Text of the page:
putting out the fire with gasoline

in the twilit and allegorical film art of

Quentin Tarantino


by Gary W. Wright


        After the horrifying and outraging helicopter crash that happened around 2:20 am in the early morning of July 23, 1982 that killed actor/director/writer Vic Morrow and illegally hired and employed child extras Renee Chen and Myca Le on the George Folsey jr. produced John Landis set of the twilit, allegorical and Kathleen Kennedy and Frank Marshall produced Landis, Joe Dante, George Miller and Steven Spielberg film TWILIGHT ZONE: THE MOVIE (1983), audiences-particularly youthful Boomer Brat audiences-turned against Folsey jr., Kennedy, Landis, Marshall and Spielberg and embraced equally horrified and outraged Baby Boomer film artists like Luc Besson, Kathryn Bigelow, James Cameron, Alex Cox, David Cronenberg, Terry Gilliam and David Lynch who implicitly raged against the TZ disaster and those responsible for it in their film art.  However, while some Boomer film artists were just as horrified and infuriated by the TZ disaster as the Boomer Brats who went on to be labelled “Generation X”, they were not born in the mid-Sixties to mid-Seventies like Gen X, nor did they grow up with high hopes of a better world for all people in the restless and rebellious Sixties and Seventies, only too have those altruistic and exuberant hopes and dreams dashed by the equally horrifying, infuriating, embittering, demoralizing and depressing lack of jobs and low wages and permanent part-time hours with no benefits or pensions of the few jobs that could be found in the Edgy Eighties and Nasty Nineties. 

Thus, the Boomer Brats of so called Gen X were pleased when the Nineties brought with it not just the end of the Cold War but film artists like Quentin Jerome Tarantino who would truly express their anger, angst, bitterness, frustration, depression, dreams, nightmares, hopes, fears, pessimism, cynicism and caustic amusement because they shared their anger, angst, bitterness, frustration, depression, dreams, nightmares, hopes, fears, pessimism, cynicism and caustic amusement.  Indeed, the Boomer Brats of Gen X were so pleased with the vengeful cinematic quest of Tarantino that they eagerly embraced him and his film art when he arrived in the early Nineties, causing him to quickly transcend his film art and became the embodiment of the lost generation of Generation X.  This bitter rage against the twilit machine and journey to greater spiritual, sociocultural, philosophical and artistic significance began with the twilit, allegorical and computer generated imagery (CGI) free indie docufeature film RESERVOIR DOGS (1992), released on January 21, 1992.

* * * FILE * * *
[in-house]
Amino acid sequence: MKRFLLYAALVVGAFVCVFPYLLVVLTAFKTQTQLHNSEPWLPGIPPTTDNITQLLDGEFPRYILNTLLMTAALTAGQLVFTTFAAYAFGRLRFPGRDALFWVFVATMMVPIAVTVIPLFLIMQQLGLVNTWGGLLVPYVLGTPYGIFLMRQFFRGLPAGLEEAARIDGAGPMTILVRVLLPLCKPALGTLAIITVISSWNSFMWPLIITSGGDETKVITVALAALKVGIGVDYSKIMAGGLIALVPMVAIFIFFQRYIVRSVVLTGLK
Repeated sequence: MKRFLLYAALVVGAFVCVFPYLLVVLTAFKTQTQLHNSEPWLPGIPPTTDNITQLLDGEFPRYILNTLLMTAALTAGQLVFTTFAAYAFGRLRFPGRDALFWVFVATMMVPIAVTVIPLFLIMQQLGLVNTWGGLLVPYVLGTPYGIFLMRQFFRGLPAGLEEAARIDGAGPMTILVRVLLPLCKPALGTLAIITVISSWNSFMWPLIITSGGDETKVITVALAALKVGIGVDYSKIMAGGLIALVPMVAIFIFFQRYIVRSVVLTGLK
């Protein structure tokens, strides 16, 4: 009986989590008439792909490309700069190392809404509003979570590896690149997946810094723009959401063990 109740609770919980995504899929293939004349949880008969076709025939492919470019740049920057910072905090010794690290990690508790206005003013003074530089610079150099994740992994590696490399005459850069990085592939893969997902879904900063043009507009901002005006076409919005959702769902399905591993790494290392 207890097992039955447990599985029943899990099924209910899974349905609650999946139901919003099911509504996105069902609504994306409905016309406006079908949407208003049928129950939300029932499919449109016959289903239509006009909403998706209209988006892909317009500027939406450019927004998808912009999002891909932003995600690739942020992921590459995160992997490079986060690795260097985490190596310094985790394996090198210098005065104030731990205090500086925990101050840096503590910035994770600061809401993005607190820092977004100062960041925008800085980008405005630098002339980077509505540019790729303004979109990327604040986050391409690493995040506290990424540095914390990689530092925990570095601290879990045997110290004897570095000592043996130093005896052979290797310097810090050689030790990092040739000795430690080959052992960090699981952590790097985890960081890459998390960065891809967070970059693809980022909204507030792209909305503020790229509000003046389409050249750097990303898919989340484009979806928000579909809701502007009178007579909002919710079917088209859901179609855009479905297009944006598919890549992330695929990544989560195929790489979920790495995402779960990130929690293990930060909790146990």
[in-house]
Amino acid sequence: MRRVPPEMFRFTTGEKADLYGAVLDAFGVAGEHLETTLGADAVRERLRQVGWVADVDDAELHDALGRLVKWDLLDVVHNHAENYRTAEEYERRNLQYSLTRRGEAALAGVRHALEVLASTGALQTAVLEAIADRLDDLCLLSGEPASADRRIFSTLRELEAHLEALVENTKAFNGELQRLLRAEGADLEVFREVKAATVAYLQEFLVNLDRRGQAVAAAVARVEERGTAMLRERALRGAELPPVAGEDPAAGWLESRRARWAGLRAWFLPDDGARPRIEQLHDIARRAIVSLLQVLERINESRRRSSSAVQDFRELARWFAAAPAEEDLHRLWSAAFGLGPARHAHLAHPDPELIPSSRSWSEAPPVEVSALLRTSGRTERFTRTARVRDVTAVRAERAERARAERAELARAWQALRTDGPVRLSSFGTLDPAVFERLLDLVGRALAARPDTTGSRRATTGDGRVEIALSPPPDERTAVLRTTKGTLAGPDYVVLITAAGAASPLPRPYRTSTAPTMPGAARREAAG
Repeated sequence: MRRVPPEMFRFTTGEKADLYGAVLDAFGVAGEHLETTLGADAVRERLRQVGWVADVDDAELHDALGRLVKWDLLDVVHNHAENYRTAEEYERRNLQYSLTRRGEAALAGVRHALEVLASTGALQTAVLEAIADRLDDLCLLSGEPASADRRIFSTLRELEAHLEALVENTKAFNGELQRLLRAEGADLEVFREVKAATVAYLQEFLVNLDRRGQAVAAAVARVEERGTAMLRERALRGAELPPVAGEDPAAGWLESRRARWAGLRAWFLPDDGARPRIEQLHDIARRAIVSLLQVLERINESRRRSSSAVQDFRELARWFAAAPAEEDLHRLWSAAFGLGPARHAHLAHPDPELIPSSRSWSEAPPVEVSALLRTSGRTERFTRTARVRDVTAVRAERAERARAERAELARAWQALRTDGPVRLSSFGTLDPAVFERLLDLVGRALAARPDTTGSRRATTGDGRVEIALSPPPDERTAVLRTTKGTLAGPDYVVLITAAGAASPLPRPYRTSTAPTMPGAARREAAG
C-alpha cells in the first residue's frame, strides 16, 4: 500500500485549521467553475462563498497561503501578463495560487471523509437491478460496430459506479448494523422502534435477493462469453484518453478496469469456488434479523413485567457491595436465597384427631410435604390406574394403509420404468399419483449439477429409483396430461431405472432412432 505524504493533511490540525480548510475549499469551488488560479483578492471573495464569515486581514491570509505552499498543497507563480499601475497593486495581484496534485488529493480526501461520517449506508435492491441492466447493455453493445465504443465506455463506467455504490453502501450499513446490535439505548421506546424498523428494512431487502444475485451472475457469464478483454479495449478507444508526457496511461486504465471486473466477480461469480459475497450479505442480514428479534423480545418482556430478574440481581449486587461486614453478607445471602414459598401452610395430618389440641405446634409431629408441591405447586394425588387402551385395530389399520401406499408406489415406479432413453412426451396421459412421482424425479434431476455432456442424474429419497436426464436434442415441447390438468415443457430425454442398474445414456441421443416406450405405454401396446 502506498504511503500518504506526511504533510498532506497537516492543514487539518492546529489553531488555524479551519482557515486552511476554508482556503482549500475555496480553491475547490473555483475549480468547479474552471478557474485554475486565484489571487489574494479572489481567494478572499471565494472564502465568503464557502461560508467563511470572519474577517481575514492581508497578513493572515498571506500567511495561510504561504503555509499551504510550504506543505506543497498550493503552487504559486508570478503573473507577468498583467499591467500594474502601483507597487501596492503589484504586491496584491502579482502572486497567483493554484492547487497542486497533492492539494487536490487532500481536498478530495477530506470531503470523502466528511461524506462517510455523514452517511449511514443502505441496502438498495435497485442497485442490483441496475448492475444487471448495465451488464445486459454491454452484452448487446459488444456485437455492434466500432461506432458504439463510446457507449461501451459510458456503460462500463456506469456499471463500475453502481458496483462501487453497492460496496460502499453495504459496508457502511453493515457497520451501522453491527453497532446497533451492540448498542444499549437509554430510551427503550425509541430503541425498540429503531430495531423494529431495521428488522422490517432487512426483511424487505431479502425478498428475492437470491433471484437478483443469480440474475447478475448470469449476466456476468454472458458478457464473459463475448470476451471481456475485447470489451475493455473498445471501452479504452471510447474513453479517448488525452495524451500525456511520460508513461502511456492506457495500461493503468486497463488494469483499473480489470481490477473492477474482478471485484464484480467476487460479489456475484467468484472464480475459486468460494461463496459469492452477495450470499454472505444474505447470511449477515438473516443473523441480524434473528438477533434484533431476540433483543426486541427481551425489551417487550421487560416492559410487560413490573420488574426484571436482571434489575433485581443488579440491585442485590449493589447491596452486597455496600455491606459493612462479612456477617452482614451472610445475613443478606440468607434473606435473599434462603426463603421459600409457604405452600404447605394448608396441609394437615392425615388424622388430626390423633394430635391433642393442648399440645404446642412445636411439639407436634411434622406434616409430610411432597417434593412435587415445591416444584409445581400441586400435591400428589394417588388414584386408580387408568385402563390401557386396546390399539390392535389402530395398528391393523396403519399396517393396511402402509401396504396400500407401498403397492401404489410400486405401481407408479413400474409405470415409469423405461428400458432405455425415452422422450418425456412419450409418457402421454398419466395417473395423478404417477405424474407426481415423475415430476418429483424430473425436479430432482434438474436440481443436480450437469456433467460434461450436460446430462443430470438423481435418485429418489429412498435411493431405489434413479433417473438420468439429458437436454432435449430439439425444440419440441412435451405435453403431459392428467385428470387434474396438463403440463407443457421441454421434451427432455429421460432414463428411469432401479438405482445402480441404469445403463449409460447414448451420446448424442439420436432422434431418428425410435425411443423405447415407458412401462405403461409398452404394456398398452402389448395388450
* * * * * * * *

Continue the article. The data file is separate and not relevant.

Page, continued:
«A psychopath ain’t a professional.

You can’t work with a psychopath.”


Indeed, Tarantino made his twilit bitterness, frustration and rage immediately and implicitly clear in this first film.  For RESERVOIR DOGS saw the implicitly Alfred Hitchcock linked criminal kingpin Joe Cabot-played by Lawrence Tierney-and his implicitly Brian De Palma linked son Nice Guy Eddie-played by Chris Penn-recruit some completely amoral, violent and blockbuster loot lusting criminals implicitly linked to prominent blockbuster loot lusting Zone War film artists for a blockbuster robbery of Karina’s Wholesale Diamonds.  Significantly, like the TZ disaster, the robbery was a complete snafu, with the implicitly Tarantino linked Mr. Brown and the implicitly Sir Ridley Scott linked Mr. Blue-played by Tarantino and Eddie Bunker, respectively-killed by police over the course of the robbery.  For his part, the implicitly James Cameron linked Mr. Orange, in reality an undercover LAPD officer named Freddy Newendyke-played by Tim Roth-who had given his fellow officers advance warning of the robbery, was shot in the stomach and mortally wounded after being shot by a female driver with a gun-played by Suzanne Celeste-while commandeering her car and fleeing the scene with the implicitly Spielberg linked Larry aka Mr. White-played by Harvey Keitel.

Significantly, the survivors of the blockbuster fiasco gathered in a warehouse with stark interiors and angrily confronted each other over who had tipped off the LAPD to the robbery in advance with all too correctly paranoid fury, evoking the equally angry and correctly paranoid confrontations between the personnel of a remote American research base with equally stark interiors in Antarctica as they struggled to figure out who had been infected with blockbuster CGI enhanced extraterrestrial Evil in the eerily twilit and prescient allegorical John Carpenter film THE THING (1982), openly linking the film to the twilit and disastrous July of ’82.  Here a barely alive Mr. Orange fittingly shot and terminated the implicitly George Lucas linked “Toothpick” Vic Vega aka Mr. Blonde-his codename evoking the blonde hair of Mark Hamill’s Luke Skywalker in the STAR WARS Classic Trilogy, and played by Michael Madsen-before Mr. Blonde set on fire a hostage LAPD officer that he had been torturing named Marvin Nash-played by Kirk Baltz.  The bloody film climaxed with Mr. White shooting and killing Joe and Nice Guy Eddie as he was shot in turn by Eddie, then the wounded Mr. White shot Newendyke in the head when Newendyke revealed he was an undercover cop before Mr. White was gunned down in turn by the LAPD when they burst into the warehouse.